House Bush Caucus releases key agenda
The Alaska House of Representatives Bush Caucus released its summary of guiding principles last week, summarizing the priorities for the bi-partisan group of rural legislators.
"We come together as representatives to work on issues that are important to our communities and constituents in rural Alaska," said Rep. Ben Nageak, D-Barrow in a recent newsletter. "We highlight revenue and budget, energy, gas pipeline, health and safety, resource and economic development and education issues as our main guiding areas."
Among their fiscal goals is the support of a state budget that does not cause the current spending restraint to fall disproportionately on rural Alaska, and investment in opportunities to diversify economies across the state.
The caucus also urges the state to consider the needs of rural and coastal Alaska in its decisions regarding the state's oil and gas tax system, acknowledging that Alaska's resource wealth lies largely in the Bush.
The group continues to put its support behind programs that help cut energy costs, including the Homer Weatherization and Rebate Programs, the Renewable Energy Grant Fund, and regional approaches to affordable energy solutions.
Hand in hand with those energy solutions is a gas pipeline project, they said, one that creates access to a wide expanse of rural areas.
"Much of House Finance's attention (last) week has been focused on HB 4, a bill laying out the powers and duties of the Alaska Gasline Development Corporation," wrote Rep. Bryce Edgmon in a recent release. Edgmon is also a Bush Caucus member. "Which is focused on the groundwork for an in-state gas pipeline project from the North Slope to Alaskan markets along the Railbelt. It is an ambitious and complex piece of legislation."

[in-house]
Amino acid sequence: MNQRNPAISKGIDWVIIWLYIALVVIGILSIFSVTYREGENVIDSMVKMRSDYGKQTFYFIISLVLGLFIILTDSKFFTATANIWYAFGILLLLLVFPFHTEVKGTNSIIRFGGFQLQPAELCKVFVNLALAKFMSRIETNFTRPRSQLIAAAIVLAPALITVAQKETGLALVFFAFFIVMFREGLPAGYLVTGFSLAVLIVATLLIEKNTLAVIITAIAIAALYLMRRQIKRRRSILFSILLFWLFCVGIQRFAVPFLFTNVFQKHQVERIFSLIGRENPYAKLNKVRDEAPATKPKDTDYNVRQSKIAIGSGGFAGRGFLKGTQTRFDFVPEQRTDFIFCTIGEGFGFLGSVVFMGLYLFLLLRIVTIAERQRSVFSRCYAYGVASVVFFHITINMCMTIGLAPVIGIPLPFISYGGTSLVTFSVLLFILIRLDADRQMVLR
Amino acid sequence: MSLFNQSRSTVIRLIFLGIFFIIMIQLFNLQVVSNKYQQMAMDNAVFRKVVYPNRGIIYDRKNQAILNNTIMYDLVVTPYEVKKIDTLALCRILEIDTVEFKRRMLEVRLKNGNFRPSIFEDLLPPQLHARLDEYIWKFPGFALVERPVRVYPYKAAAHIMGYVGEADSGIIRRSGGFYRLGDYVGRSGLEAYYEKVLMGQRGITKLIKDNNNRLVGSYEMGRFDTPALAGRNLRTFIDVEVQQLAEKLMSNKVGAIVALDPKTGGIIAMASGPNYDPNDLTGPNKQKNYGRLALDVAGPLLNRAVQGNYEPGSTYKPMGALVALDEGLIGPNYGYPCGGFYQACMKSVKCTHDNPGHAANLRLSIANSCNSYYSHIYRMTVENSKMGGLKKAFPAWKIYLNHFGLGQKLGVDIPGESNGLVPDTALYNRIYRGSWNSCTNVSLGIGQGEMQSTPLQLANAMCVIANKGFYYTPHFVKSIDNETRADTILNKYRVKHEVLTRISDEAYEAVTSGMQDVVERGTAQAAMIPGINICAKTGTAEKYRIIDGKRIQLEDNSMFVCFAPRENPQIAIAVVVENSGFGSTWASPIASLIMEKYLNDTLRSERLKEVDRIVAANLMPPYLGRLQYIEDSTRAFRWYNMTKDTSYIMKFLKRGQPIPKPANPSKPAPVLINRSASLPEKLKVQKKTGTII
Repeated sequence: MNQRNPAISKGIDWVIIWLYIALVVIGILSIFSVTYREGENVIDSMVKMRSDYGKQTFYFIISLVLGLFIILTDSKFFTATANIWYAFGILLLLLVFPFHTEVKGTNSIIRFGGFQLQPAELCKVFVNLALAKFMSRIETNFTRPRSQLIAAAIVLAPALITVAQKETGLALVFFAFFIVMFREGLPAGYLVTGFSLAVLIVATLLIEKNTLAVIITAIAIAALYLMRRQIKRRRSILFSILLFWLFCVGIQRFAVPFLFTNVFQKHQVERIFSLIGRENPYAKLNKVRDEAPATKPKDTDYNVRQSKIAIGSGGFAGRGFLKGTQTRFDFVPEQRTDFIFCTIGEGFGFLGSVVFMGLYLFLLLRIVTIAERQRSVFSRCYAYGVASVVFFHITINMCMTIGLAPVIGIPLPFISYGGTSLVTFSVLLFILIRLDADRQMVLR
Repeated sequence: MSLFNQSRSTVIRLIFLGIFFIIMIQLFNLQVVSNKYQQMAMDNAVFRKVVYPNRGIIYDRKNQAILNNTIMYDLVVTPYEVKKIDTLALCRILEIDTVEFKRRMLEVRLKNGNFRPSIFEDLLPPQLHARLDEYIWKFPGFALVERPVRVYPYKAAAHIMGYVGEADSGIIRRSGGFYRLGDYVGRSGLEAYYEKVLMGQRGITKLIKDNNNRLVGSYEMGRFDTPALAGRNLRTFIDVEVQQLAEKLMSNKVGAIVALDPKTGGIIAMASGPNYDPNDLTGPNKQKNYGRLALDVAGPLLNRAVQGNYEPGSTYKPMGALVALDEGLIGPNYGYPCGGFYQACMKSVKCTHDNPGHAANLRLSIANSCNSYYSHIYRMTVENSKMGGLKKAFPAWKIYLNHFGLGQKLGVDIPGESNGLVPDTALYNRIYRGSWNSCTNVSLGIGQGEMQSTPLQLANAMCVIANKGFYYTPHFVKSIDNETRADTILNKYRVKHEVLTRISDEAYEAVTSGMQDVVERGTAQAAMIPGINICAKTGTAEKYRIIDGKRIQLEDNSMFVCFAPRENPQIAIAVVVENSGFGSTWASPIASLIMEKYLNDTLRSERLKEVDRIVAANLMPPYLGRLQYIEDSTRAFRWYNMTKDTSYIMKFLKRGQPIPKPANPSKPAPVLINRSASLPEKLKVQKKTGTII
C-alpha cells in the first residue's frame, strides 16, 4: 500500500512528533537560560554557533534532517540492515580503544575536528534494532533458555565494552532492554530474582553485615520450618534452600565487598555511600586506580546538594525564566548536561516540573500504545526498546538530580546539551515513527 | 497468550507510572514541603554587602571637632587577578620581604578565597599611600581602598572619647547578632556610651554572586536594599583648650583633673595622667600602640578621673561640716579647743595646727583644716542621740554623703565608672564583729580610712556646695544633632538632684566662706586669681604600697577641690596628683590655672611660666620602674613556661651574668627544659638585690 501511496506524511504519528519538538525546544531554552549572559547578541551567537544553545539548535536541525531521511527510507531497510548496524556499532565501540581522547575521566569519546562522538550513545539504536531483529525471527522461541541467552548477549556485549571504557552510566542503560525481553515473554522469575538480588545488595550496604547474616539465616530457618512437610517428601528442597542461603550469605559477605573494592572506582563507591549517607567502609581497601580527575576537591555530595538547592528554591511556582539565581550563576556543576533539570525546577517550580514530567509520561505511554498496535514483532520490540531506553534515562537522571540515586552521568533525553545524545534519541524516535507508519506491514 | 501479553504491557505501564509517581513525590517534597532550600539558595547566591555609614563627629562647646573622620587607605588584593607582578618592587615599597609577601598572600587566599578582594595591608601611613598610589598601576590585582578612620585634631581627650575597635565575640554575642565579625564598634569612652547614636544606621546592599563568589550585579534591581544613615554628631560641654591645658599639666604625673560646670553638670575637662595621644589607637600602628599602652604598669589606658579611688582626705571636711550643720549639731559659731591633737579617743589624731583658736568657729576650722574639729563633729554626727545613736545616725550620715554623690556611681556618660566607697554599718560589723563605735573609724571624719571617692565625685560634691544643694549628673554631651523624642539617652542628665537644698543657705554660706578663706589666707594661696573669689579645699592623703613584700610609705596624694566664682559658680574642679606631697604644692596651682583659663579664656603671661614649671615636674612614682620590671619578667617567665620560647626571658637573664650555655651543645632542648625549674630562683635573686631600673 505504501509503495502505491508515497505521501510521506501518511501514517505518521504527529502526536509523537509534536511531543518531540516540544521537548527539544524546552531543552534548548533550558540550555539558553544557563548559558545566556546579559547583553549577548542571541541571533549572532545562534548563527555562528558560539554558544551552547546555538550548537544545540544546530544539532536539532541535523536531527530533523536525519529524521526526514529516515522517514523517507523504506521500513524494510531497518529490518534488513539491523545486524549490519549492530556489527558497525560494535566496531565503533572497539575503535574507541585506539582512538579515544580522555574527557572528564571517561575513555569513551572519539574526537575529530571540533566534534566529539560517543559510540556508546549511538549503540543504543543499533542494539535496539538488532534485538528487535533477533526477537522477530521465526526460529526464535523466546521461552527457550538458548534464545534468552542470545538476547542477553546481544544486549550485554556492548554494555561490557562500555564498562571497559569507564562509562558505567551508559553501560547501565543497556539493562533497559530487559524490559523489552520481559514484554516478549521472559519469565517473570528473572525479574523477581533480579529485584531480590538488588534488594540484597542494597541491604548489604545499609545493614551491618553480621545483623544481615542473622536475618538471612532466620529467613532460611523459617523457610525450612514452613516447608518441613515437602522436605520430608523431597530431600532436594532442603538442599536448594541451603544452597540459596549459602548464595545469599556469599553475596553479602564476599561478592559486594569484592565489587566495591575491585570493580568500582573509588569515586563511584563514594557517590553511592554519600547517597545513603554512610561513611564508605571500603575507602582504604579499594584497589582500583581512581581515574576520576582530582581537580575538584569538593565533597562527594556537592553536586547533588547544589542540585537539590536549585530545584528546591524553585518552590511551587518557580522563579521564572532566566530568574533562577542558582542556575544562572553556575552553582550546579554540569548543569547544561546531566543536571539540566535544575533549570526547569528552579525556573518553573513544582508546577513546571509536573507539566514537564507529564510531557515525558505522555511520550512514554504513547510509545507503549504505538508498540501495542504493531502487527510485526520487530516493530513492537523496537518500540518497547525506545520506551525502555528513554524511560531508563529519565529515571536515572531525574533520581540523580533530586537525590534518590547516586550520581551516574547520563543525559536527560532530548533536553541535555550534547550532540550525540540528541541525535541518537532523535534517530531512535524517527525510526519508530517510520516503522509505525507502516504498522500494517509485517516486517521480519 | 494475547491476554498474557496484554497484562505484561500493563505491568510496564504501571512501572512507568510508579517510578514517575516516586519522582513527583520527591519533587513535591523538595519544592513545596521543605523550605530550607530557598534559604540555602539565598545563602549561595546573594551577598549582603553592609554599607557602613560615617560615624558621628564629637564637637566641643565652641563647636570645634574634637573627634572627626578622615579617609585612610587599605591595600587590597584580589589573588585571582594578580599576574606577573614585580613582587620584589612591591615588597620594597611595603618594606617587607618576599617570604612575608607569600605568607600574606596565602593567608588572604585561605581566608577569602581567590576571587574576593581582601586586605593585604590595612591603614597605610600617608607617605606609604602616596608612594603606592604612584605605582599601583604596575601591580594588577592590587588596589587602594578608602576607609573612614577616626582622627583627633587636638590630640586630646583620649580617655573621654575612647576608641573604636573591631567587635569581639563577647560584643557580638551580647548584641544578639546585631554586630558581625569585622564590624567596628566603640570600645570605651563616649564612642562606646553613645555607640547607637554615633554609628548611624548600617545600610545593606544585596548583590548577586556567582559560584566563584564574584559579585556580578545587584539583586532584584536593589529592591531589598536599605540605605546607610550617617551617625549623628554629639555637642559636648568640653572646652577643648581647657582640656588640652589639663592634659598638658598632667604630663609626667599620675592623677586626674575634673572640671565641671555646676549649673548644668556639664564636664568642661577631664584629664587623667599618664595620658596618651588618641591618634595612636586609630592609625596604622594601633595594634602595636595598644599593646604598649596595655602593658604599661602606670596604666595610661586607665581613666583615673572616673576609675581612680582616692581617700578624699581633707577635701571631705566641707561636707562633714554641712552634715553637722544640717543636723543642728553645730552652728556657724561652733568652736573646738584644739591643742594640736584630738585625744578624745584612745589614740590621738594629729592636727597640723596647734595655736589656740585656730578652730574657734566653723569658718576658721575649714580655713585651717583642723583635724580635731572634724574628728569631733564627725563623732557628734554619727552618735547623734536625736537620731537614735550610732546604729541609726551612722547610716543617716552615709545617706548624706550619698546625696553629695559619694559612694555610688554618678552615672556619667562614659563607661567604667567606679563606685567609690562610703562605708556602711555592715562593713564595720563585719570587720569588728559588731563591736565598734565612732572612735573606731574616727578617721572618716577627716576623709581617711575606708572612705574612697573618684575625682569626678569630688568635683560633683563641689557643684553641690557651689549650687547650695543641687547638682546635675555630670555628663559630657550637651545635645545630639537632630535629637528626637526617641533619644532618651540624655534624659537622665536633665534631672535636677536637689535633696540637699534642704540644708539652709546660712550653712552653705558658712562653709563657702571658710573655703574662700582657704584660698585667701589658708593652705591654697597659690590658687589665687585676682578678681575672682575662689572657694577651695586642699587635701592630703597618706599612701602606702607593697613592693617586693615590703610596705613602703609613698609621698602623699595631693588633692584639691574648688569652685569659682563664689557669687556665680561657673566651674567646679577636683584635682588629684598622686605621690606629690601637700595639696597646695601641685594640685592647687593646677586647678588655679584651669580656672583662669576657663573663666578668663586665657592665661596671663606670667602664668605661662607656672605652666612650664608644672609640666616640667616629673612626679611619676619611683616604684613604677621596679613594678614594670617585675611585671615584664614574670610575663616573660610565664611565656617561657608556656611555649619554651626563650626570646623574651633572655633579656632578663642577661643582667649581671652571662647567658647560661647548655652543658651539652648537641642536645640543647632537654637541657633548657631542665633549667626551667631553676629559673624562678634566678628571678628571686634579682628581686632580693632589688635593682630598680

That legislation passed the House late Monday.
In other development realms, the group prioritized expansion of existing transportation and communication links between Alaska communities, and resource development that heeds meaningful local input from communities. They also support a federal revenue sharing program that would allow Alaska to share in revenue garnered from operations in federal waters off of the state's coast.
General goals to support health, education and good economies also top the list, including safeguards to protect Medicaid coverage in Alaska.
They do not support any legislation that allows religious or other private institutions to collect state education funding.
The caucus also supports a continued opposition toward photo identification requirements for Alaskan voters.
In the release from Rep. Edgmon's office, the Dillingham Democrat noted the tight timeline approaching to finish legislative business.
"Given the restraint on spending this year, you might think that there is not as much work as usual to do on the Capital Budget," Rep. Edgmon wrote. "But the fact is, tighter budgets are harder and more time consuming to write. Every decision is difficult. Which leaves me to wonder what our odds are for completing our work by April 14th. We have just more than two weeks left in the 90-day session. Following this Easter weekend we will certainly be at it 24/7. I think it's possible we'll finish on time, but if I were pressed, I'd have to speculate that's not likely."